How SunPower Hopes to Return to Profitability

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If SunPower (NASDAQ: SPWR) is going to return to profitability anytime soon, it's going to need to make a lot of improvements from where operations are today. It needs to increase scale, grow margins, and expand product offerings beyond just solar panels into a larger suite of energy services.

First-quarter 2019 results didn't show much progress on any of those strategies given the company's loss more than doubled to $57.4 million. But as the year wears on, there are some bright spots for SunPower.

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Scale is coming

In the solar business today, the name of the game is scale. The biggest manufacturers in the industry are building 10 gigawatts (GW) of solar panels per year (or more), and they're able to squeeze costs out of manufacturing and spread overhead over a large production base. SunPower has had a hard time competing, in part because it produced just 1.18 GW of solar cells and deployed 1.50 GW of solar panels in 2018.

This year, it should grow production sharply. The DZS joint venture, which makes P-Series solar panels in China, already has 2 GW of annualized capacity; Oregon is at 220 MW of capacity; and cell production for NGT solar manufacturing technology is expected to reach 250 megawatts (MW) by the end of the year. SunPower isn't going to be the biggest manufacturer in the world, but it's going to start closing the gap with competitors.

New products rolling out in 2019

In residential and commercial solar, SunPower remains competitive in the market with its high-efficiency solar panels. The 415 watt A-Series panel was launched earlier this year and is built with the NGT technology I mentioned above. As NGT product grows, it should help push margins higher because it leverages a larger cell size and fewer manufacturing steps, which should help lower costs.

Storage is another expansion that should marginally help SunPower's profitability. Helix storage is getting 50% attach rates to commercial projects in California and 75% in Massachusetts. Equinox storage, which is for residential markets, will launch in the second half of this year. If it's competitive and easy to use, it could mean each SunPower installation generates a little more revenue and margin without increasing solar cell capacity at all.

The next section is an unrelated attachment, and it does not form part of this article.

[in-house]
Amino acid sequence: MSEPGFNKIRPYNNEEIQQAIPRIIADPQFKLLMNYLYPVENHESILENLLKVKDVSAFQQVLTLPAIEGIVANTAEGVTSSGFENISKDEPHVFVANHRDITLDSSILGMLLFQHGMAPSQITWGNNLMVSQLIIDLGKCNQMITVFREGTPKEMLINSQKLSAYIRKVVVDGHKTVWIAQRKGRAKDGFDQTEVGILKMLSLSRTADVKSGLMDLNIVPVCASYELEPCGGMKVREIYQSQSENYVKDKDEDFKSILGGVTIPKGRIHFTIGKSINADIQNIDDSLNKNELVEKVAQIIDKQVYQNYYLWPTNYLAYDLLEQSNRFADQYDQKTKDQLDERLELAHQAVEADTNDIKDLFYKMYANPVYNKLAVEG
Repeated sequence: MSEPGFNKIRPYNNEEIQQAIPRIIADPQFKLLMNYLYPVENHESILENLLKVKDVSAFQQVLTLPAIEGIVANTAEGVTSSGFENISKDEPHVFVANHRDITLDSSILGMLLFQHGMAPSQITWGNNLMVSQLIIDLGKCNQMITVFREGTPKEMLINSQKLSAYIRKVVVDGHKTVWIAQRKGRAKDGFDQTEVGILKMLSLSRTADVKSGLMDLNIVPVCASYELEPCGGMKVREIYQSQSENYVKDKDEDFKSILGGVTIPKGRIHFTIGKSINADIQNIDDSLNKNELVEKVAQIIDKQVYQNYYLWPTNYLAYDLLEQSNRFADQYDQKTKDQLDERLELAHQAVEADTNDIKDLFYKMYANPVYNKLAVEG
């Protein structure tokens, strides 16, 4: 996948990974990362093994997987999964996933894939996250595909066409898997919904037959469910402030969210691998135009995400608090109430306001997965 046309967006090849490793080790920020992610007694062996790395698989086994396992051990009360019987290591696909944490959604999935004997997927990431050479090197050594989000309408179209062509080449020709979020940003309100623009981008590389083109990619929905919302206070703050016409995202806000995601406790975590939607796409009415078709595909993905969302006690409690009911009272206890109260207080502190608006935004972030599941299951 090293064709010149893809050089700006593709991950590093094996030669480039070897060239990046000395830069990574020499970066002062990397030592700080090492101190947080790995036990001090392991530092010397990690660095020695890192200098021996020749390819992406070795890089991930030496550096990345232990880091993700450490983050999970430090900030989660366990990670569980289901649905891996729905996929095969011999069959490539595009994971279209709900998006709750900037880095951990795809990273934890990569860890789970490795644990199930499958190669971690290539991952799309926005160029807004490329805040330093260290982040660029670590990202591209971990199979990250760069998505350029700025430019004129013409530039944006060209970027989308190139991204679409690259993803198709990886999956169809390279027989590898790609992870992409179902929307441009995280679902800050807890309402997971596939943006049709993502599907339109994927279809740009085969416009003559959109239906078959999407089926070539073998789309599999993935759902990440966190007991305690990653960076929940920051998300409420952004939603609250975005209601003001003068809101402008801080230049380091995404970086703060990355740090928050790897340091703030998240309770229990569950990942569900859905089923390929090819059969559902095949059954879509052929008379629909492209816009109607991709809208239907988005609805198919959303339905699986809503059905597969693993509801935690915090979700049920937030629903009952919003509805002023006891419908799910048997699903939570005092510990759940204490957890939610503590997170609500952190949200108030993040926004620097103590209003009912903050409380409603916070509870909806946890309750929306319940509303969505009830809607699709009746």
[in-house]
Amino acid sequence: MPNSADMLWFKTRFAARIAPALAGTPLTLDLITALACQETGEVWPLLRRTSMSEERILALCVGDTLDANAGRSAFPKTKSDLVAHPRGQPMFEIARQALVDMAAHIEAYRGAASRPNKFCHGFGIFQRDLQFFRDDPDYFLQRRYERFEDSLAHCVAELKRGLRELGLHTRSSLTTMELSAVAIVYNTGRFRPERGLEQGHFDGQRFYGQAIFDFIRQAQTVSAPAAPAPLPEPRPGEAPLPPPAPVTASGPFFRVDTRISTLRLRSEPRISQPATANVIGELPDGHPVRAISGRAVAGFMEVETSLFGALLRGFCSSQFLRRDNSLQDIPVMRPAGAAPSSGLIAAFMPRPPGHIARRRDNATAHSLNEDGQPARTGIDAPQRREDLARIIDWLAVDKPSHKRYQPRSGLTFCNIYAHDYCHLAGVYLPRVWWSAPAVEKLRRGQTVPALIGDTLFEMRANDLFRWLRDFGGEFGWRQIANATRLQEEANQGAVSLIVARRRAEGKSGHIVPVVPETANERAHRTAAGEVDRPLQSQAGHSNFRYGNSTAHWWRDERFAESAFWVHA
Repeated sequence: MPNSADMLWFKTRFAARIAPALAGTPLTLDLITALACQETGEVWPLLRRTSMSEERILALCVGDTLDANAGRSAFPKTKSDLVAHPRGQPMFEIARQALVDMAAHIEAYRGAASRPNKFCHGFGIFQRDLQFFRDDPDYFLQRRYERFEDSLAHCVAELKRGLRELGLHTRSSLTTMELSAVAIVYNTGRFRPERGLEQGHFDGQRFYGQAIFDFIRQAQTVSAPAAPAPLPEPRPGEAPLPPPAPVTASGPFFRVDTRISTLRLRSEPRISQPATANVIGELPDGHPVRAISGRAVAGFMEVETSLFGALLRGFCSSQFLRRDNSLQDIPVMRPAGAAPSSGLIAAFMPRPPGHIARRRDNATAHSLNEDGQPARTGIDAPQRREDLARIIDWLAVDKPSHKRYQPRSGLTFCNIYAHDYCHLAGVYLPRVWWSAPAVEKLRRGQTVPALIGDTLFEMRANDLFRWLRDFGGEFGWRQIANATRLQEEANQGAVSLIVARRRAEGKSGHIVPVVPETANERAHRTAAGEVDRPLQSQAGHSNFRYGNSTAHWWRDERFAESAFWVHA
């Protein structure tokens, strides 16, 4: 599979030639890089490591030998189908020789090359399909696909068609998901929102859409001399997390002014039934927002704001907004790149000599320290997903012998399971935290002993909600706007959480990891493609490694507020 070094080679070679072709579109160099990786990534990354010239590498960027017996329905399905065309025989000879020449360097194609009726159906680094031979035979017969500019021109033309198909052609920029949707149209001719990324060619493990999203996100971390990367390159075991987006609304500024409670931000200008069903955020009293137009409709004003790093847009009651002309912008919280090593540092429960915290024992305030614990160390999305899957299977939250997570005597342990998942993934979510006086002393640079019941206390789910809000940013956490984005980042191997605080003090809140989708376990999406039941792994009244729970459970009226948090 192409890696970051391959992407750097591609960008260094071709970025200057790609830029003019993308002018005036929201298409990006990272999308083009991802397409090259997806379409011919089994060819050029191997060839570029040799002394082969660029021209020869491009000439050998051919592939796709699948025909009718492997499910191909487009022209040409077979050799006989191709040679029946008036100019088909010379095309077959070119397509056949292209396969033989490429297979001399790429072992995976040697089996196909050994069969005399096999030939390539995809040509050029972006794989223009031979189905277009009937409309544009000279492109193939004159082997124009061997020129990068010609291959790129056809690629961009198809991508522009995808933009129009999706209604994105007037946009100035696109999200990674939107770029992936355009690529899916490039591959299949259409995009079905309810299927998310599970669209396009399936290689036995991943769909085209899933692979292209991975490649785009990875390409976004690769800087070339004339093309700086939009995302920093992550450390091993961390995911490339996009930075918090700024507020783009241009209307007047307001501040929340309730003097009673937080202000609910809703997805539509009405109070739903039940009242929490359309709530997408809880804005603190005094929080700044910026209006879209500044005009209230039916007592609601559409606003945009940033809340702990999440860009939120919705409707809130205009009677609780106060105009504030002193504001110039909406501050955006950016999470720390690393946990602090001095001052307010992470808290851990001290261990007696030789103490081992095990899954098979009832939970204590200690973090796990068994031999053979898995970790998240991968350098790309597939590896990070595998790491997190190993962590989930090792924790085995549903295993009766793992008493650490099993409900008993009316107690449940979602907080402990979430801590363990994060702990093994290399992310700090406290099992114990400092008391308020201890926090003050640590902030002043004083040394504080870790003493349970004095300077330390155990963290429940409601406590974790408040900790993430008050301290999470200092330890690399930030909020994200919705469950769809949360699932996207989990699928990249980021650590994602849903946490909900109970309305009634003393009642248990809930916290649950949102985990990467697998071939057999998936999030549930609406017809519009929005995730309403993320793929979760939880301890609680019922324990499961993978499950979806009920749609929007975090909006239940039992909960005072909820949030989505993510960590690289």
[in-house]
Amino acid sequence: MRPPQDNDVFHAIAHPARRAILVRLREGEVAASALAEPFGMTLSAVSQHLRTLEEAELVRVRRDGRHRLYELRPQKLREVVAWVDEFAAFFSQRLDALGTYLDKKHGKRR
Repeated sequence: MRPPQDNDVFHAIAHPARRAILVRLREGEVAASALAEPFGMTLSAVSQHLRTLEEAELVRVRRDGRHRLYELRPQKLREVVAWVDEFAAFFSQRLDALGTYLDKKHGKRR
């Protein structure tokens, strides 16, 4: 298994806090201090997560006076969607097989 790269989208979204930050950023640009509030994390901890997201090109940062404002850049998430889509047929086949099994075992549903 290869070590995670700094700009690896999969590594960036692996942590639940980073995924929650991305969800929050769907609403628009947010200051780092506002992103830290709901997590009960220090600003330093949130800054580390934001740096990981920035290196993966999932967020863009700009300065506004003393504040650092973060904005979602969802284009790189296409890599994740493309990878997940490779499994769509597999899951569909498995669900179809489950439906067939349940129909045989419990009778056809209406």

Maybe the most important advance SunPower is going to make is a digital platform for automatically designing and quoting residential solar installations. Management said it will allow for a full rooftop design in less than 60 seconds, allowing SunPower to provide more leads with solar pricing. Maybe a postcard or email with a predesigned solar system could be brought to market in the future?

The balance sheet is improving

One of the long-term projects SunPower's management has been working on is cleaning up a large and complex balance sheet. At the end of the first quarter, cash stood at $199.8 million and total debt was $932.3 million. If we add in $87 million in proceeds from a commercial solar portfolio, net debt would be just $645.5 million. The improvement from just a few years ago is impressive.

A better balance sheet allows SunPower to invest in scale and necessary technology improvements. If the company returns to profitability, as hoped, in late 2019, it could even begin to whittle away at debt with cash from operations rather than selling off assets.

Is SunPower set up for success?

For a few years now, SunPower has been trying to sell investors on the idea that it could scale manufacturing in China, produce high-margin next-generation solar cells for residential and commercial markets, and roll out energy storage and other services that would increase profitability. By the end of 2019, there should be a lot of progress on all those fronts, and if there isn't, the company's losses may be too much to ever turn around.

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Travis Hoium owns shares of SunPower. The Motley Fool has no position in any of the stocks mentioned. The Motley Fool has a disclosure policy.